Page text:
Visuals and text by Marisa Martin
Drawings, paintings, jewelry, sculptures, costumes. The intricate works by talented students line the halls of Cagli's high school for the arts, part of a tradition that has lasted for 200 years. But hope for the future of that tradition has come to an end.
The next academic year is scheduled to be the school's last.
Since its opening, the Gaetano Lapis branch of the Istitito Statale D'Arte has been helping students earn degrees in fine arts and industrial arts. Students choose one of the two tracks and study that medium, along with 13 core courses, for five years. As students advance, they gradually focus more directly on their specialization.
The art school had served the community very well, easily attracting students from surrounding towns. But it is clear to Lenina Donini, principal, and Cristina Vecchioni, teacher, that things have changed. About 50 years ago, the school fell out of favor, and enrollment has suffered ever since. These days there are only 25 students. One 4th year student. One 5th year student.
Next year there will be none.
Vecchioni claims, "I swear, we've done everything we can."
The Italian school system functions differently from the American system. In the United States, the vast majority of students attend a general education high school. A specialization is not formally chosen until college. In Italy, after middle school, Italian youth go off to a high school, or liceo, focused on their particular interests. A concentration is picked at the age of 14.
The structure of Italian high schools is similar to that of a college or university in America. A large portion of time is dedicated to a particular concentration, but all students are exposed to a variety of subjects like math, sciences, and art. Unfortunately, Donini explains, the time spent on art in non-art schools is very small. The subject is barely covered.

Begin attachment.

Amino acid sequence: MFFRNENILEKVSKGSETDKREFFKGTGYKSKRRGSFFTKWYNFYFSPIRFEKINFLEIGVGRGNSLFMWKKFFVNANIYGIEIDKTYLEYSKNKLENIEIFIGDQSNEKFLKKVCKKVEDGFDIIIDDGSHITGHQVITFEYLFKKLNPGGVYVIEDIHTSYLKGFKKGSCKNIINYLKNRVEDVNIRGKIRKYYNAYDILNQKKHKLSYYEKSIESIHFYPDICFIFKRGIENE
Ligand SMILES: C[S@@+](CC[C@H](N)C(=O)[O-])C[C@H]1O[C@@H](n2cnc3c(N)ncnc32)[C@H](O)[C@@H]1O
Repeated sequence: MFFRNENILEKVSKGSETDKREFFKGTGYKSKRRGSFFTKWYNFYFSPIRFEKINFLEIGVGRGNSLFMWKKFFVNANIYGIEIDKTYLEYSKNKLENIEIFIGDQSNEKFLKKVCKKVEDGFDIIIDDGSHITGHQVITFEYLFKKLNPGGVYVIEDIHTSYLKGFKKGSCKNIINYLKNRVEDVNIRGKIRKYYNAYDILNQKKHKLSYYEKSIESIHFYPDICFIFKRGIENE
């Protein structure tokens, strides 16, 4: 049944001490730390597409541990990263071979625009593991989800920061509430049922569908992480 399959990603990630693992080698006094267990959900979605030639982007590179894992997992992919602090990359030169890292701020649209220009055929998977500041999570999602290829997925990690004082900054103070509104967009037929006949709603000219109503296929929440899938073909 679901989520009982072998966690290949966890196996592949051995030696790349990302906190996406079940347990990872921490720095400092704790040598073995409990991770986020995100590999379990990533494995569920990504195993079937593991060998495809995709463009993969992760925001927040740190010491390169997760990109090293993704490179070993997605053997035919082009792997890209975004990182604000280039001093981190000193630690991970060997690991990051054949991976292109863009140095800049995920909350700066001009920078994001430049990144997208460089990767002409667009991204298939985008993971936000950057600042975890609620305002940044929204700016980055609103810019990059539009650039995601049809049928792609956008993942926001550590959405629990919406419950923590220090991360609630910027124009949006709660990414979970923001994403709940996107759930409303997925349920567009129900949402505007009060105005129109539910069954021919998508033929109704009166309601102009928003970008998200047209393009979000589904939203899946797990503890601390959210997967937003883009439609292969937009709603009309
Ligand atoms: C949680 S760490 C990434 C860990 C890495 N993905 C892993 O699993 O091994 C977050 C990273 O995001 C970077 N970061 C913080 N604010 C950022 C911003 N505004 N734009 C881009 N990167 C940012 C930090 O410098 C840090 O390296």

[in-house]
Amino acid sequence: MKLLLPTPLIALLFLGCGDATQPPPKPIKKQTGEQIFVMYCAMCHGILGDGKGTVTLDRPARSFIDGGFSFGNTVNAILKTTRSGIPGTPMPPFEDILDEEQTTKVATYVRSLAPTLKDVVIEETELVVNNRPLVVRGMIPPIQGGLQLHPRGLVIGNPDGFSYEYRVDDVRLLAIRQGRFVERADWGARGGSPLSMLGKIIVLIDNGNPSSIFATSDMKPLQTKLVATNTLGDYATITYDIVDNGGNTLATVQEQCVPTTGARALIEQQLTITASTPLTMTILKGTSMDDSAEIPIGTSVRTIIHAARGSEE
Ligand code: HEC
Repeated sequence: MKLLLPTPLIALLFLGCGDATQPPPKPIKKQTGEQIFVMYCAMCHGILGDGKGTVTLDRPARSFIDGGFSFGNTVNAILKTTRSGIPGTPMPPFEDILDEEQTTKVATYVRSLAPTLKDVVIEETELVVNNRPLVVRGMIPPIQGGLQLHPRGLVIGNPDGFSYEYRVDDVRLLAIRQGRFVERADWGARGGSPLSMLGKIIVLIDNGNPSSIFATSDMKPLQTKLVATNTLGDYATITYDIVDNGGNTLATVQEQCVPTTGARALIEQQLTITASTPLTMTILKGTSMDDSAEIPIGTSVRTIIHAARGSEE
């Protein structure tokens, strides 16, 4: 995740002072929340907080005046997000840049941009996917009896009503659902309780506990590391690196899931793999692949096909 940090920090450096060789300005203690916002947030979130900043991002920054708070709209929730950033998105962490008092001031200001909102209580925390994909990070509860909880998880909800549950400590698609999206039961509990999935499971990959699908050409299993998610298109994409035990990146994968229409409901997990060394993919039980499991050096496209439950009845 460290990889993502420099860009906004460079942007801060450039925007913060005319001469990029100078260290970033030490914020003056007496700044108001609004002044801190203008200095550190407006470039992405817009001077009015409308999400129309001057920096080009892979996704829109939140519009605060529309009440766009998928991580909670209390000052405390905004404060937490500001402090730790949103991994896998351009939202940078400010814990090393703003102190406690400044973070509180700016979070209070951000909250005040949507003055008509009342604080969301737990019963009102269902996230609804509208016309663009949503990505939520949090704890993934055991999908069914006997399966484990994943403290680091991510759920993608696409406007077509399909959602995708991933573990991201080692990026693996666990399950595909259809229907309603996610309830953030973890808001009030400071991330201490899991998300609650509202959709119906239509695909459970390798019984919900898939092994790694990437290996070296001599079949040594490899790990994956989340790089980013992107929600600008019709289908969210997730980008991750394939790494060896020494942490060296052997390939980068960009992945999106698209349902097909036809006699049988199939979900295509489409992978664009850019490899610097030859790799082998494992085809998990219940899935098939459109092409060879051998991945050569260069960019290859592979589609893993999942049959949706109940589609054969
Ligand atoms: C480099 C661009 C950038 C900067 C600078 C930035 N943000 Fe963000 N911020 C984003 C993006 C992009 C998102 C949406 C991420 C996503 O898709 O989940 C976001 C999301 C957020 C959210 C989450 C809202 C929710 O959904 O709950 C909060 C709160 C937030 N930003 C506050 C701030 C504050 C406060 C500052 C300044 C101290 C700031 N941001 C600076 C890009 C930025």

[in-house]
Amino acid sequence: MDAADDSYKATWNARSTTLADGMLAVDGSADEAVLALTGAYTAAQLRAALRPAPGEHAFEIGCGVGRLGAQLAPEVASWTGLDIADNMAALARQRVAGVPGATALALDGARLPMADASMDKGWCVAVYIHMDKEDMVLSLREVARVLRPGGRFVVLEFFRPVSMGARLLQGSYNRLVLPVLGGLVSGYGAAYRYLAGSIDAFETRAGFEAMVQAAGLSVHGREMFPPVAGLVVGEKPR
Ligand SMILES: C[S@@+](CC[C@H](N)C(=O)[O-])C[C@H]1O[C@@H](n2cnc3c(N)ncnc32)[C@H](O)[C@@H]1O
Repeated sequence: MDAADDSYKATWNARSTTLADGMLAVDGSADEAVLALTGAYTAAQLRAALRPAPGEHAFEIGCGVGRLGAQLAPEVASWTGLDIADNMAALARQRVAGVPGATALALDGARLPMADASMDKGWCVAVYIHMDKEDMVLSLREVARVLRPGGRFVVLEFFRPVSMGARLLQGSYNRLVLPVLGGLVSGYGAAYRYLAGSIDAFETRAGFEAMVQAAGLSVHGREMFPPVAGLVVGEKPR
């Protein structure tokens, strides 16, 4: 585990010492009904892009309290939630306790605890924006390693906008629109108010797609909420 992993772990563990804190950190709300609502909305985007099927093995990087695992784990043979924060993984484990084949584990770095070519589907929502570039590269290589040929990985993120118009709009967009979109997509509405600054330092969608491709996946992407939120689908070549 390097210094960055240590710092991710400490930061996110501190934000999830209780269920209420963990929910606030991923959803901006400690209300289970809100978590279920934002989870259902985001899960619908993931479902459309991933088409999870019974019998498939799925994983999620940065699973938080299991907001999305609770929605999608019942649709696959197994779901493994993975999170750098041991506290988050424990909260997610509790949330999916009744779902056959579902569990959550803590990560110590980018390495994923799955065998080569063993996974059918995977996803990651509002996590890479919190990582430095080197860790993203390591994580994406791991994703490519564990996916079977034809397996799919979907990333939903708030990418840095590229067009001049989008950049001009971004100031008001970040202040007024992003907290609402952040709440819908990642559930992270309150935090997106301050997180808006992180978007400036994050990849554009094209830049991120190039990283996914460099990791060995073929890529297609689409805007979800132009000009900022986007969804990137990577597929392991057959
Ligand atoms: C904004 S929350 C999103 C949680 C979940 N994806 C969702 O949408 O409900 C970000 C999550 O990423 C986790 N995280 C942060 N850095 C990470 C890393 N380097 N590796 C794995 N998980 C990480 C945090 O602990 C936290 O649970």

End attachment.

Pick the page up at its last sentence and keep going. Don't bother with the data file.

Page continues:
Several locally famous artists have graduated from the art school. But over the last 50 years the school has suffered two problems, Vecchioni says. First, enrollment dropped as interest in the arts has waned. Then the school earned a reputation for a grade-B education because it has low expectations for the students' performance in academic subjects, she says.
Donini agrees: "Neighboring cities in the Marche see the education as second-rate. Students are not attracted to our school for this reason."
Students, however, diligently continue to make the costumes for Cagli's theater productions. Costumes don't have to be perfect. Actors and dancers are on stage where the stitches cannot be scrutinized. Students have the ideal opportunity to have their work admired by a large number of people. The costumes are, indeed, appreciated but not enough to inspire the audience to help save the school, according to Vecchioni.
All attempts to revive the school have failed to bear fruit. Even after help from the main school, the G. Lapis branch has seen no response from exhibitions and demonstrations in the street.
The administration has even entertained suggestions for a fashion show in the piazza. Unfortunately, they do not have enough students or the time to put on a respectable fashion show. Energy would be poured into creating only four or five decent outfits, and townspeople would be left dissatisfied by the rushed sewing and unfinished seams. Efforts would be counterproductive.
Vecchioni is realistic about the future of the school but still hopes, "Maybe [there will be] a miracle, and [the school will] go past next year."